Conspiracy theories are always making the rounds in Maine. Some believe that Chinese troops have invaded our shores. Others believe that mountain lions or cougars rule our terrain. And they’ve been outspoken about it. But there is one wonder that remains whispering among Mainers: is Bigfoot wandering our forests?

Author Michelle Souliere has published a book with over 20 accounts from eyewitnesses who claim to have had an encounter with Bigfoot. The encounters vary in length, intimacy, frequency and location in Maine. One account comes from a Livermore Falls local. Photo courtesy of Michelle Souliere

Author Michelle Souliere interviewed around 20 Mainers who not only seem to believe so, but claim they have had firsthand encounters with a Bigfoot for her new book, “Bigfoot in Maine.”

I wouldn’t necessarily call myself an outright believer, nor would Souliere, which she clarified in an interview. But the case “Bigfoot in Maine” makes is compelling, extensively researched, and delicately handled.

Souliere has been researching Bigfoot sightings and claims in Maine since 2005, when she started her blog “Strange Maine.” She calls the blog “a nexus for conversation about Maine’s unique strangeness” where she writes about cryptids, urban legends and unusual experiences in the state of Maine. She has been drawn to cryptids and urban legends since she was a child.

I find the whole idea of cryptids fascinating  — the idea that we don’t know everything about the world we exist in,” Souliere said. “I feel like there’s a lot of room for exploration still, even though with technological connectedness, it feels like the world gets smaller all the time. I feel like in the natural world, there still exists a lot of little pockets of surprises that we haven’t stumbled across yet.”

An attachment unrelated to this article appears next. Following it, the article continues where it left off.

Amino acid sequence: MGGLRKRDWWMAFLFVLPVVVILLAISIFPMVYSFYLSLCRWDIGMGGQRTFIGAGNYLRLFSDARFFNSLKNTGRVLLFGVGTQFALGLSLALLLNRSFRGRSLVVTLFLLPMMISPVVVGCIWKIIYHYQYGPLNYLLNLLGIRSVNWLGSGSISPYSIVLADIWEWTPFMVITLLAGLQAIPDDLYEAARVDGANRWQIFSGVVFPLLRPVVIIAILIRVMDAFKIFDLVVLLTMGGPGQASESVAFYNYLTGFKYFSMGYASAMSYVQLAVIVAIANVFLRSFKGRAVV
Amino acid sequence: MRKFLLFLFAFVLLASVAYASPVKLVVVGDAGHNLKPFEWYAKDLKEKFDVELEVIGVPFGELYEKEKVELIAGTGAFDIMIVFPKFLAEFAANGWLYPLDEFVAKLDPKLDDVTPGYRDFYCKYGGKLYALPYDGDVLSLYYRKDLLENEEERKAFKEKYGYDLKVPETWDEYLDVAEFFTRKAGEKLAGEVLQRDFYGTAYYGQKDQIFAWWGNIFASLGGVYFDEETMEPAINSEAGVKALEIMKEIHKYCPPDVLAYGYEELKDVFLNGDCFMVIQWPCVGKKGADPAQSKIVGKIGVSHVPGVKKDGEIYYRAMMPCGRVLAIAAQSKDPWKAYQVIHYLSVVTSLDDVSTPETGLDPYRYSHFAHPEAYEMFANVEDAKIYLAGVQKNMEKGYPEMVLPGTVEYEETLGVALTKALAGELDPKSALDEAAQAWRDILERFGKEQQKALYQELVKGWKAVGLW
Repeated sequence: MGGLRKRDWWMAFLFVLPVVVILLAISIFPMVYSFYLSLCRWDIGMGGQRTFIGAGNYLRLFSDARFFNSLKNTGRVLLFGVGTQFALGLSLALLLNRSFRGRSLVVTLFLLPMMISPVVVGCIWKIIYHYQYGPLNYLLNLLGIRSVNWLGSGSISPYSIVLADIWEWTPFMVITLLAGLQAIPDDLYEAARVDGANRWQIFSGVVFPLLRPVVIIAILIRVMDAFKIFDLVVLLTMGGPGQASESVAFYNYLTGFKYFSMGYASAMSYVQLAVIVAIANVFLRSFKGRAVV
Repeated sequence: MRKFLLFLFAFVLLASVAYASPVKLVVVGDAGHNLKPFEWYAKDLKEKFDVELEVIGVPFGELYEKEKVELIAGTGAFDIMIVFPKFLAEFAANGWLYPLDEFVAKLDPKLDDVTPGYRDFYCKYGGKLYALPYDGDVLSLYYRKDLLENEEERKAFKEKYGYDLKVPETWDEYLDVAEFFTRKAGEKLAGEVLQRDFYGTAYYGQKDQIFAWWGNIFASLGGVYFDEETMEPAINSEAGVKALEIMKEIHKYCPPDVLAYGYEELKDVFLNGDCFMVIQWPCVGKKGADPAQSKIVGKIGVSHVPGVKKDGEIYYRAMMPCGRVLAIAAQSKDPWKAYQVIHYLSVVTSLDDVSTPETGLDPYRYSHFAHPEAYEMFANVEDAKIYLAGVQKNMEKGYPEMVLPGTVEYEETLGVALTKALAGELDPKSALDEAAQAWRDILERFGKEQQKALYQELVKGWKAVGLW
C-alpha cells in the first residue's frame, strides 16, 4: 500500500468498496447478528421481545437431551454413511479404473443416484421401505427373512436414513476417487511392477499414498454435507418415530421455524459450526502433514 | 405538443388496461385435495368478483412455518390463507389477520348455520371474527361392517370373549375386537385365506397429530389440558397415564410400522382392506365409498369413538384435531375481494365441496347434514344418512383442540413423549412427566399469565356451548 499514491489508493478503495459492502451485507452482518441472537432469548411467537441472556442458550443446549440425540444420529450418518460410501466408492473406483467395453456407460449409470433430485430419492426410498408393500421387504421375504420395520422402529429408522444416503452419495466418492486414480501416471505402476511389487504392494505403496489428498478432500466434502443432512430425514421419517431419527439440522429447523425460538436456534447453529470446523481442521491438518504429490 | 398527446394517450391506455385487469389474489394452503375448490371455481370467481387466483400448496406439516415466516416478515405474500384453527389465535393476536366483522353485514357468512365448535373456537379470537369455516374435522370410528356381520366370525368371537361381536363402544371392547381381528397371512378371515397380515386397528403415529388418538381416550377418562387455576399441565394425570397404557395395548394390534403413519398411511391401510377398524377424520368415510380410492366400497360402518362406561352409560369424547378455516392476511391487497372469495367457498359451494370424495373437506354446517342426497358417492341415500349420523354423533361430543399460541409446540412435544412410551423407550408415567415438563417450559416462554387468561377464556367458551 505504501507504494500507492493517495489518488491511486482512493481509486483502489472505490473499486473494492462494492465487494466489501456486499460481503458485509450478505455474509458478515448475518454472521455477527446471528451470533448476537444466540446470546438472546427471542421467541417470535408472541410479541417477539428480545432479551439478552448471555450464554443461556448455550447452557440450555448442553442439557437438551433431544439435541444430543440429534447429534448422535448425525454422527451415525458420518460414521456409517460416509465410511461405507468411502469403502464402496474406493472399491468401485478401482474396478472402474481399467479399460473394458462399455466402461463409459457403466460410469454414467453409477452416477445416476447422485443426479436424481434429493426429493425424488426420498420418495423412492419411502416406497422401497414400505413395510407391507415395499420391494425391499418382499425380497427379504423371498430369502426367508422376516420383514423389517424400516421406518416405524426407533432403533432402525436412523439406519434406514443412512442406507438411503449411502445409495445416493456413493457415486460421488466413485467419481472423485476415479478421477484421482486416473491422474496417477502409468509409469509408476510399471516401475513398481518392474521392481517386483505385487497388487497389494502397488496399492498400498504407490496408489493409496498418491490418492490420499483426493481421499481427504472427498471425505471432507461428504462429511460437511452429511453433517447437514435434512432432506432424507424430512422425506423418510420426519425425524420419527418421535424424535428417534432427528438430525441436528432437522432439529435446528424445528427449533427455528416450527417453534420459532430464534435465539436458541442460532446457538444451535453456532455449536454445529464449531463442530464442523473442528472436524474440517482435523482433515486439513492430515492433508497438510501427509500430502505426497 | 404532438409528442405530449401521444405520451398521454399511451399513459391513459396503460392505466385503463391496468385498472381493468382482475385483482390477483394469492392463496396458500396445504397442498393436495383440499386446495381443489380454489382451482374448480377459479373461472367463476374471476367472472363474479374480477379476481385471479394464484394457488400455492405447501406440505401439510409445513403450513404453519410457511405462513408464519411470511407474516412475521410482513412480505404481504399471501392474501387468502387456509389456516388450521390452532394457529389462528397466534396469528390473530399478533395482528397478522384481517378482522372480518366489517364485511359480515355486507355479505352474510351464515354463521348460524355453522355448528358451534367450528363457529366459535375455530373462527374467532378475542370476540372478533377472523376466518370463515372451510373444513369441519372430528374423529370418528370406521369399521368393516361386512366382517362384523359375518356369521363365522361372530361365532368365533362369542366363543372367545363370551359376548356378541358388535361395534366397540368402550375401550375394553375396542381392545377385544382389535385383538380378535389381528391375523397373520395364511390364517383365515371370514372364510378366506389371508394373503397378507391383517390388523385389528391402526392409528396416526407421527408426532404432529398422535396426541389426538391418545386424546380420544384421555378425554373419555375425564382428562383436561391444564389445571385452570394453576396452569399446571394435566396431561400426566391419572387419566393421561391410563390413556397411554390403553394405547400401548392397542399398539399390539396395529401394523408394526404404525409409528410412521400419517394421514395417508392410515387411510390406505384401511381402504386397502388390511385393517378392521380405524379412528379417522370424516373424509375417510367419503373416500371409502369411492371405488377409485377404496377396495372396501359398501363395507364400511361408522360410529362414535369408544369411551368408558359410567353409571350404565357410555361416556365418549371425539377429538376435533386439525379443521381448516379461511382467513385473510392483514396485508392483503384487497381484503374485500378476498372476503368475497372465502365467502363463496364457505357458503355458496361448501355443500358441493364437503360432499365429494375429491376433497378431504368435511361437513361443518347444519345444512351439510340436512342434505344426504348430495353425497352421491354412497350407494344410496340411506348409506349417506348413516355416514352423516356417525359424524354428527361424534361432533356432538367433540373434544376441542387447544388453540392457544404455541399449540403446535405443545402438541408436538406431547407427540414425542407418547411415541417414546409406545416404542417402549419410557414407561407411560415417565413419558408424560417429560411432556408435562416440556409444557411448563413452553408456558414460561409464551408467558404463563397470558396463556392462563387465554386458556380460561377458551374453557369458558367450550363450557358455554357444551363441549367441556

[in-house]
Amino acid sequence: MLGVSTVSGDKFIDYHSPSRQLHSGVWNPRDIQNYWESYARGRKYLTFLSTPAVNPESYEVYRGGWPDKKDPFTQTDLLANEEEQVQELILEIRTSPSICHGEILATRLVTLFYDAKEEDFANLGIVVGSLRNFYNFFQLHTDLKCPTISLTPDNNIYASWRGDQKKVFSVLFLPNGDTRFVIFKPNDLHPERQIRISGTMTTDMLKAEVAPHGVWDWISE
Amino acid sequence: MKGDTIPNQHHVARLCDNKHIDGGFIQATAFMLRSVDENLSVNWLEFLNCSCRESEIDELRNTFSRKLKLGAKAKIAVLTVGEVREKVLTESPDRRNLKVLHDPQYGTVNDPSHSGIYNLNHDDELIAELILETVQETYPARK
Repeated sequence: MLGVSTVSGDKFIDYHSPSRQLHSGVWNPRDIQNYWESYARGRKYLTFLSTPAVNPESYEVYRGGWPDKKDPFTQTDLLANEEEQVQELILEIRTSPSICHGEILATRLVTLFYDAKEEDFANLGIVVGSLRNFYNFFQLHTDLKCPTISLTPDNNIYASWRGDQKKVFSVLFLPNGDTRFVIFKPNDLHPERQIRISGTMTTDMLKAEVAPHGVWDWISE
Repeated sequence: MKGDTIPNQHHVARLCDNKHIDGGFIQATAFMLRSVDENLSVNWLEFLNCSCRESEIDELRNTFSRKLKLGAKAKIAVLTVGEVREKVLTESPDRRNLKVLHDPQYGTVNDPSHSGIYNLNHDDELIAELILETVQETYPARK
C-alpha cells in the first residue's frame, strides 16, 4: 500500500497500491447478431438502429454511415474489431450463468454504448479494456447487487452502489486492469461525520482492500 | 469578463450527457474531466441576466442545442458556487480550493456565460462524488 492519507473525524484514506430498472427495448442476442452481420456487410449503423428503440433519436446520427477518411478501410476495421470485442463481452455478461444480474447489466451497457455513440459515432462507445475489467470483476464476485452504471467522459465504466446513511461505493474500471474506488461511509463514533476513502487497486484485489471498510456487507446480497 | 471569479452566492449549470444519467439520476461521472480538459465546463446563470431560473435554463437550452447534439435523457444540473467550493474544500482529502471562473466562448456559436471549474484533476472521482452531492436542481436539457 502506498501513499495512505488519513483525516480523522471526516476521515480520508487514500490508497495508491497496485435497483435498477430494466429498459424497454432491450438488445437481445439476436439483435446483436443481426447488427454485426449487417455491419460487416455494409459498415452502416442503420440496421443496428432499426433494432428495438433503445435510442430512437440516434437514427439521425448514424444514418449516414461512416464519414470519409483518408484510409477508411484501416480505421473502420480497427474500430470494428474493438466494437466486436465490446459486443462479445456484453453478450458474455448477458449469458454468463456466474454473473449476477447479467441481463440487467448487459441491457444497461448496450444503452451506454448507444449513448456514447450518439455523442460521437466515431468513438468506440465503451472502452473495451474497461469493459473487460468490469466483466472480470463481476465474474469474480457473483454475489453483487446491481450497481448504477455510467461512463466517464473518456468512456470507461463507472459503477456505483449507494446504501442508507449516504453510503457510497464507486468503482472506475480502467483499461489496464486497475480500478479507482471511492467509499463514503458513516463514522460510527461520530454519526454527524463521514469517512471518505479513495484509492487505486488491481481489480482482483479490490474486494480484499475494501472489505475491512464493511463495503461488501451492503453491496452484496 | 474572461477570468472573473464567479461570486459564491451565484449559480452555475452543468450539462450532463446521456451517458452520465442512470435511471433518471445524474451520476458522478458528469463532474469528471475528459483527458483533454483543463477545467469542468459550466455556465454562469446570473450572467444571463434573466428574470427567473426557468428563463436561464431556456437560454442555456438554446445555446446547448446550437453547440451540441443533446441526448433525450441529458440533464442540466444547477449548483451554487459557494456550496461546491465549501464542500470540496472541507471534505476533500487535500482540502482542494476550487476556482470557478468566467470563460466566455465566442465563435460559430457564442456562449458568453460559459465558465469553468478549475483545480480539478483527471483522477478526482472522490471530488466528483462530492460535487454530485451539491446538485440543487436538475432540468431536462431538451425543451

Souliere began the “long and convoluted process” of writing “Bigfoot in Maine” with intentions to focus on the history of Bigfoot sightings in newspapers and other recorded accounts after coming across captivating historical documents.


The idea that there might be Bigfoot in Maine just kind of flabbergasts most people including myself,” Souliere said.

After a similar book came out in recent years, Souliere shifted her focus to interviews with Bigfoot “eyewitnesses — their accounts, their experiences and their voice.”

“The historic trails wound up leading to people who live and exist today who have had encounters with something they can’t explain and the closest thing that it matches winds up being Bigfoot,” she said. 

A lot of time was spent tracking eyewitnesses down and gaining their confidence. This required a lot of “patience and tenacity,” Souliere said.

The collection of interviews in “Bigfoot in Maine” is experientially and geographically vast. There are accounts that focus on the aftermath of a sighting and accounts that detail deeply intimate encounters. In the first interview, Souliere tells the story of a woman who met a family of Bigfoot as a child and bonded with them. In this chapter, you learn about the ways in which the Bigfoot cared for her, taught her how to swim and protected her from danger.

This drawing is an illustration of a photograph of a footprint. The footprint was found by Jeff Robertson of Livermore Falls and his son, Seth, while they were fiddleheading at the brook by his house. Robertson described the footprint as 12 feet long with toe imprints and no claws. Michelle Souliere drawing

In another chapter, Souliere recounts the experiences of a man based in Livermore Falls. In 2011, Jeff Robertson of Livermore Falls and his son, Seth, found a footprint next to a brook near their home that matched Bigfoot traits.


Soon after, Robertson began noticing “mysterious noises … from the summer woods behind his house.” Robertson told Souliere he heard vocalizations, tree shakes and tree knocks, among other noises. Something also kept knocking down his birdfeeder.

When he let out a vocalization similar to the calls he heard, Robertson said a figure “about 6 feet tall and covered in black hair” ran across his backyard. Following these encounters, Robertson has kept an extensive log of his experiences, “including hundreds of tree-knocks.”